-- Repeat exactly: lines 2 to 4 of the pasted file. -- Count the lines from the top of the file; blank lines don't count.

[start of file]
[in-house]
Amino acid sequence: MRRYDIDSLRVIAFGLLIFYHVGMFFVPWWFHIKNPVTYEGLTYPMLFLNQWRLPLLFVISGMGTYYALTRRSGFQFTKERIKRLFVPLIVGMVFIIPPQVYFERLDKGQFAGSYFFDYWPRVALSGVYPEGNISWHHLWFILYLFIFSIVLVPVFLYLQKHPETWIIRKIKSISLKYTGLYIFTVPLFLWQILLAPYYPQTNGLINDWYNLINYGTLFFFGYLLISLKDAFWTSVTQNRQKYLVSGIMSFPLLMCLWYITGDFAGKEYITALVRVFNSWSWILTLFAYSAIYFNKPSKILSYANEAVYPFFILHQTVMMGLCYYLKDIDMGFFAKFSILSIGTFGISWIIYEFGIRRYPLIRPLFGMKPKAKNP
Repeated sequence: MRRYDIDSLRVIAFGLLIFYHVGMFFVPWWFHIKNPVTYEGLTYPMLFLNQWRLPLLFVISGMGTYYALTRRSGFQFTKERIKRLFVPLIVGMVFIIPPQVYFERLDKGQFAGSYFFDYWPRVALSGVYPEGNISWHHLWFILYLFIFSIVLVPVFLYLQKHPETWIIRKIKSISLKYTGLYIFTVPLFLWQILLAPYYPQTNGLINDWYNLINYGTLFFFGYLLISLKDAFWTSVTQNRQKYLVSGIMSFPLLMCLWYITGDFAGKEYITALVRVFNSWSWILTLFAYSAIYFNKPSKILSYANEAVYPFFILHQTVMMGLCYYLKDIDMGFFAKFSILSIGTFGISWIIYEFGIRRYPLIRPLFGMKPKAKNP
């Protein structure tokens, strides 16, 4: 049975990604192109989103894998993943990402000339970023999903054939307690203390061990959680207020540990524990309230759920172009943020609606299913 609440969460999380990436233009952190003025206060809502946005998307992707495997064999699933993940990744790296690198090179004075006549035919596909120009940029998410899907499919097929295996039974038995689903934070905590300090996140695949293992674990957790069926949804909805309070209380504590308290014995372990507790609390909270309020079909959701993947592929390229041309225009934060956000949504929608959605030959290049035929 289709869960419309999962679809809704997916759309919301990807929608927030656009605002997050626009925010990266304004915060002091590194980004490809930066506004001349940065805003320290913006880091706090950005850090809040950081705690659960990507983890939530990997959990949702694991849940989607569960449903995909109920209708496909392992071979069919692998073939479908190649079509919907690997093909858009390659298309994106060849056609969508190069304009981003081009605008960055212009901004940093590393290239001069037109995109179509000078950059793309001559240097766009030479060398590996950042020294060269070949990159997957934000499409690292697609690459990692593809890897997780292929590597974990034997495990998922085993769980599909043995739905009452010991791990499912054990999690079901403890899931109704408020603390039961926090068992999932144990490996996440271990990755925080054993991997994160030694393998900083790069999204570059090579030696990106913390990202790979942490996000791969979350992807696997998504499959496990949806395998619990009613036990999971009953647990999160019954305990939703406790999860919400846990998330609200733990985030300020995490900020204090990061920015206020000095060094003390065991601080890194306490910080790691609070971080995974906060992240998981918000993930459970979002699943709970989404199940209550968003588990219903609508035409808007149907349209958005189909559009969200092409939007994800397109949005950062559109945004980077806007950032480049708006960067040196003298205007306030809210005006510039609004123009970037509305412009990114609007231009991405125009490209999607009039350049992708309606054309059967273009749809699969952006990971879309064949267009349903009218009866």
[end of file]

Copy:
Amino acid sequence: MRRYDIDSLRVIAFGLLIFYHVGMFFVPWWFHIKNPVTYEGLTYPMLFLNQWRLPLLFVISGMGTYYALTRRSGFQFTKERIKRLFVPLIVGMVFIIPPQVYFERLDKGQFAGSYFFDYWPRVALSGVYPEGNISWHHLWFILYLFIFSIVLVPVFLYLQKHPETWIIRKIKSISLKYTGLYIFTVPLFLWQILLAPYYPQTNGLINDWYNLINYGTLFFFGYLLISLKDAFWTSVTQNRQKYLVSGIMSFPLLMCLWYITGDFAGKEYITALVRVFNSWSWILTLFAYSAIYFNKPSKILSYANEAVYPFFILHQTVMMGLCYYLKDIDMGFFAKFSILSIGTFGISWIIYEFGIRRYPLIRPLFGMKPKAKNP
Repeated sequence: MRRYDIDSLRVIAFGLLIFYHVGMFFVPWWFHIKNPVTYEGLTYPMLFLNQWRLPLLFVISGMGTYYALTRRSGFQFTKERIKRLFVPLIVGMVFIIPPQVYFERLDKGQFAGSYFFDYWPRVALSGVYPEGNISWHHLWFILYLFIFSIVLVPVFLYLQKHPETWIIRKIKSISLKYTGLYIFTVPLFLWQILLAPYYPQTNGLINDWYNLINYGTLFFFGYLLISLKDAFWTSVTQNRQKYLVSGIMSFPLLMCLWYITGDFAGKEYITALVRVFNSWSWILTLFAYSAIYFNKPSKILSYANEAVYPFFILHQTVMMGLCYYLKDIDMGFFAKFSILSIGTFGISWIIYEFGIRRYPLIRPLFGMKPKAKNP
């Protein structure tokens, strides 16, 4: 049975990604192109989103894998993943990402000339970023999903054939307690203390061990959680207020540990524990309230759920172009943020609606299913 609440969460999380990436233009952190003025206060809502946005998307992707495997064999699933993940990744790296690198090179004075006549035919596909120009940029998410899907499919097929295996039974038995689903934070905590300090996140695949293992674990957790069926949804909805309070209380504590308290014995372990507790609390909270309020079909959701993947592929390229041309225009934060956000949504929608959605030959290049035929 289709869960419309999962679809809704997916759309919301990807929608927030656009605002997050626009925010990266304004915060002091590194980004490809930066506004001349940065805003320290913006880091706090950005850090809040950081705690659960990507983890939530990997959990949702694991849940989607569960449903995909109920209708496909392992071979069919692998073939479908190649079509919907690997093909858009390659298309994106060849056609969508190069304009981003081009605008960055212009901004940093590393290239001069037109995109179509000078950059793309001559240097766009030479060398590996950042020294060269070949990159997957934000499409690292697609690459990692593809890897997780292929590597974990034997495990998922085993769980599909043995739905009452010991791990499912054990999690079901403890899931109704408020603390039961926090068992999932144990490996996440271990990755925080054993991997994160030694393998900083790069999204570059090579030696990106913390990202790979942490996000791969979350992807696997998504499959496990949806395998619990009613036990999971009953647990999160019954305990939703406790999860919400846990998330609200733990985030300020995490900020204090990061920015206020000095060094003390065991601080890194306490910080790691609070971080995974906060992240998981918000993930459970979002699943709970989404199940209550968003588990219903609508035409808007149907349209958005189909559009969200092409939007994800397109949005950062559109945004980077806007950032480049708006960067040196003298205007306030809210005006510039609004123009970037509305412009990114609007231009991405125009490209999607009039350049992708309606054309059967273009749809699969952006990971879309064949267009349903009218009866």